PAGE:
Praise be for LEDs. These clever, energy-efficient lights are transforming the night-time traffic. Little rows of glow-in-the-dark diodes for headlamps, and clusters of them for tail-lights, are being turned into night driving signatures on up-market cars.
As usually happens in the motor industry, what started at the upper end of the car market quickly cascades down into more budget models, and eventually all cars will have them.
Technically, a light-emitting diode is a semiconductor light source that creates light from electricity, called electroluminescence, but does so without generating heat and so uses less energy. First developed in the 1960s, LEDs now seem to be everywhere, from indicator lamps for electronic devices, through torches and camera flashes, to traffic signals and car lights.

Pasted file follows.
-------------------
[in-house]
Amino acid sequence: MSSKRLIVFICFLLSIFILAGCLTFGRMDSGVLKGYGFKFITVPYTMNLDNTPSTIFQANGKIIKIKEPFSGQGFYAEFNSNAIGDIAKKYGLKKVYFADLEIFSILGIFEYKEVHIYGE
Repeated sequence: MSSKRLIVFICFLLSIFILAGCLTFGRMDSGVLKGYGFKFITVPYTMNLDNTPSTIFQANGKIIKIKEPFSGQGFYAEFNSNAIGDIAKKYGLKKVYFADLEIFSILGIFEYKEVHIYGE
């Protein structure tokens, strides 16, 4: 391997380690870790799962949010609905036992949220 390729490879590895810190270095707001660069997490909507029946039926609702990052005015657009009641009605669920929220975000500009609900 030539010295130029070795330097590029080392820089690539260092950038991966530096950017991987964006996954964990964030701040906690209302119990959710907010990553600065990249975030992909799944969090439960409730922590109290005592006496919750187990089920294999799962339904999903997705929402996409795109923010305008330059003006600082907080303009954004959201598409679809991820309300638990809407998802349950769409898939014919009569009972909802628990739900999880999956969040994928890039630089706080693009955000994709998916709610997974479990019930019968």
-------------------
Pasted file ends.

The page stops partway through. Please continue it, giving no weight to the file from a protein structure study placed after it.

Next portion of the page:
What a big difference they make to easier identification of a car after dark. Jaguar, for example, uses rows of LEDs to that resemble a big cat’s whiskers to emphasise its cars’ headlights, adorning the ‘face’ of the car either side of a mouthy grille.
Some Audis have front lights fringed with LEDs that follow a curvey wave under the lamps, while others look more like ticks of approval. Mercedes uses LEDs that appear like accentuating eyebrows. Some sporty Seats have a triangular LEDs that are very distinctive.
LEDs are making a big difference to the design of rear lights on cars too. There are some on current Volkswagens that look like quotation marks, and are very distinctive when you see them ahead of you on a road at night. Some of my favourites are the rather bling rear lamp clusters on a Land Rover Discovery, that emphasise the metal muscle of the big 4×4.
This is all at the forefront of a growing trend, and it is making night driving an increasingly fun game of ‘spot the make and model’, car recognition. The more attention you pay to the style of LED light designs, the easier it is to spot the identities of cars around you on the roads at night.